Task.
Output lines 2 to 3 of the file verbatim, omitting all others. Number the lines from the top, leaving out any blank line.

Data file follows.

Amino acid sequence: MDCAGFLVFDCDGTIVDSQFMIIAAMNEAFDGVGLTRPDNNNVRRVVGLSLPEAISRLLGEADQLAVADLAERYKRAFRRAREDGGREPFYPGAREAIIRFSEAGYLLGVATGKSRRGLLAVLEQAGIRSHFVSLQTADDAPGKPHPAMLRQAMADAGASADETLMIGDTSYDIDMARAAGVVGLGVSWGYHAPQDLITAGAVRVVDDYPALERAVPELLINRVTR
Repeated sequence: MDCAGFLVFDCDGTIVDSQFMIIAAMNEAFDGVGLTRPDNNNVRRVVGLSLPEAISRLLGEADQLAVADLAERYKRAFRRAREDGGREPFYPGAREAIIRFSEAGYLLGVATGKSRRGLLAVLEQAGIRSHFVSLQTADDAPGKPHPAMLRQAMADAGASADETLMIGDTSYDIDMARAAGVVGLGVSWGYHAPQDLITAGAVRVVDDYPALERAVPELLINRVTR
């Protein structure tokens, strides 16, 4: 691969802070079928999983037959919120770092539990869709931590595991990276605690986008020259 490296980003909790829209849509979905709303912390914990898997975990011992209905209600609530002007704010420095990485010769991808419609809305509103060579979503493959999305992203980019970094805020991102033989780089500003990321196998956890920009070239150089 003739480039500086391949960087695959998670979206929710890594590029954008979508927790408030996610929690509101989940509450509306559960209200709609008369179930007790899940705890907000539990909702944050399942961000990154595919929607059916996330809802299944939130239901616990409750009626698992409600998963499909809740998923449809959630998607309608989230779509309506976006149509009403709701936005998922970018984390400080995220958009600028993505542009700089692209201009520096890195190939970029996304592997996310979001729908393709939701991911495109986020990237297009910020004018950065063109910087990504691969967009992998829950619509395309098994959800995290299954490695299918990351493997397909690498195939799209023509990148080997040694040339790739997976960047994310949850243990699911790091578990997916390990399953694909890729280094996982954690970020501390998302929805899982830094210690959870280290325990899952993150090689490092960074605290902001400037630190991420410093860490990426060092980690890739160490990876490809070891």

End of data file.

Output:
Repeated sequence: MDCAGFLVFDCDGTIVDSQFMIIAAMNEAFDGVGLTRPDNNNVRRVVGLSLPEAISRLLGEADQLAVADLAERYKRAFRRAREDGGREPFYPGAREAIIRFSEAGYLLGVATGKSRRGLLAVLEQAGIRSHFVSLQTADDAPGKPHPAMLRQAMADAGASADETLMIGDTSYDIDMARAAGVVGLGVSWGYHAPQDLITAGAVRVVDDYPALERAVPELLINRVTR
């Protein structure tokens, strides 16, 4: 691969802070079928999983037959919120770092539990869709931590595991990276605690986008020259 490296980003909790829209849509979905709303912390914990898997975990011992209905209600609530002007704010420095990485010769991808419609809305509103060579979503493959999305992203980019970094805020991102033989780089500003990321196998956890920009070239150089 003739480039500086391949960087695959998670979206929710890594590029954008979508927790408030996610929690509101989940509450509306559960209200709609008369179930007790899940705890907000539990909702944050399942961000990154595919929607059916996330809802299944939130239901616990409750009626698992409600998963499909809740998923449809959630998607309608989230779509309506976006149509009403709701936005998922970018984390400080995220958009600028993505542009700089692209201009520096890195190939970029996304592997996310979001729908393709939701991911495109986020990237297009910020004018950065063109910087990504691969967009992998829950619509395309098994959800995290299954490695299918990351493997397909690498195939799209023509990148080997040694040339790739997976960047994310949850243990699911790091578990997916390990399953694909890729280094996982954690970020501390998302929805899982830094210690959870280290325990899952993150090689490092960074605290902001400037630190991420410093860490990426060092980690890739160490990876490809070891």